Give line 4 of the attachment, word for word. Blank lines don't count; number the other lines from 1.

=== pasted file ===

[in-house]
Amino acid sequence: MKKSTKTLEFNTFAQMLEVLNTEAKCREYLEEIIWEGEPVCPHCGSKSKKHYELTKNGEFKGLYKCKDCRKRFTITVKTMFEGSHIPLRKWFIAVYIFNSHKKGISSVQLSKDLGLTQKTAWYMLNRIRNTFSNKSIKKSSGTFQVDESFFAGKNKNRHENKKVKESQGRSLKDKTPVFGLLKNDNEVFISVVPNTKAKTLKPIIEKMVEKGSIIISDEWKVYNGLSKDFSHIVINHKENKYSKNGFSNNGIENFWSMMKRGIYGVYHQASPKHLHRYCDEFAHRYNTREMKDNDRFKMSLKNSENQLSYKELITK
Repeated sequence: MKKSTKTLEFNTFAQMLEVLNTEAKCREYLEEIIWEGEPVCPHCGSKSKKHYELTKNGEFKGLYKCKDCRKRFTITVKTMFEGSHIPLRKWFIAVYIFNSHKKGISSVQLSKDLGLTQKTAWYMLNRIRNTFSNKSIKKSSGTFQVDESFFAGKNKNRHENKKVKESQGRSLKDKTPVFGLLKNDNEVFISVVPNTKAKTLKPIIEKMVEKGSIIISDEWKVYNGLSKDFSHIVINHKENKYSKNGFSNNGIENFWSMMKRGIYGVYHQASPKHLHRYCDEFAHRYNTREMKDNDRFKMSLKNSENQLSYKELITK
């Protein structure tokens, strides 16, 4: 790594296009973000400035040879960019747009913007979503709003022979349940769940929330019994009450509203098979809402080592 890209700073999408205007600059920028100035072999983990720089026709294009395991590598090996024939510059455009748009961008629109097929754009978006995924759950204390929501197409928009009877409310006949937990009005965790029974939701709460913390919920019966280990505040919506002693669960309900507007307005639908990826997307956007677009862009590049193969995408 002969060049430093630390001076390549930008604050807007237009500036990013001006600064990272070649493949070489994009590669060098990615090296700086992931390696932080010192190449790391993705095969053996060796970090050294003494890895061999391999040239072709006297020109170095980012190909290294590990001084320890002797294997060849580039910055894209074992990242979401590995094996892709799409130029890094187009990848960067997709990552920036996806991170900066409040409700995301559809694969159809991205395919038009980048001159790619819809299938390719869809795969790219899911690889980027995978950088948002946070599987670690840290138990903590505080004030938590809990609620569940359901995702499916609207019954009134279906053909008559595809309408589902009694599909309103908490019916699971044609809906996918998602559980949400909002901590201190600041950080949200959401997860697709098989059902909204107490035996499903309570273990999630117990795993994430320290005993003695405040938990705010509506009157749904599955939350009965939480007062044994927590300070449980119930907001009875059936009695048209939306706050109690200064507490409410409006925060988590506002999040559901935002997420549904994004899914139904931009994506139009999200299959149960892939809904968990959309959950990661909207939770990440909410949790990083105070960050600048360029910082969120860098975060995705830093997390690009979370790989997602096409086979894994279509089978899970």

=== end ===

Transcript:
């Protein structure tokens, strides 16, 4: 790594296009973000400035040879960019747009913007979503709003022979349940769940929330019994009450509203098979809402080592 890209700073999408205007600059920028100035072999983990720089026709294009395991590598090996024939510059455009748009961008629109097929754009978006995924759950204390929501197409928009009877409310006949937990009005965790029974939701709460913390919920019966280990505040919506002693669960309900507007307005639908990826997307956007677009862009590049193969995408 002969060049430093630390001076390549930008604050807007237009500036990013001006600064990272070649493949070489994009590669060098990615090296700086992931390696932080010192190449790391993705095969053996060796970090050294003494890895061999391999040239072709006297020109170095980012190909290294590990001084320890002797294997060849580039910055894209074992990242979401590995094996892709799409130029890094187009990848960067997709990552920036996806991170900066409040409700995301559809694969159809991205395919038009980048001159790619819809299938390719869809795969790219899911690889980027995978950088948002946070599987670690840290138990903590505080004030938590809990609620569940359901995702499916609207019954009134279906053909008559595809309408589902009694599909309103908490019916699971044609809906996918998602559980949400909002901590201190600041950080949200959401997860697709098989059902909204107490035996499903309570273990999630117990795993994430320290005993003695405040938990705010509506009157749904599955939350009965939480007062044994927590300070449980119930907001009875059936009695048209939306706050109690200064507490409410409006925060988590506002999040559901935002997420549904994004899914139904931009994506139009999200299959149960892939809904968990959309959950990661909207939770990440909410949790990083105070960050600048360029910082969120860098975060995705830093997390690009979370790989997602096409086979894994279509089978899970």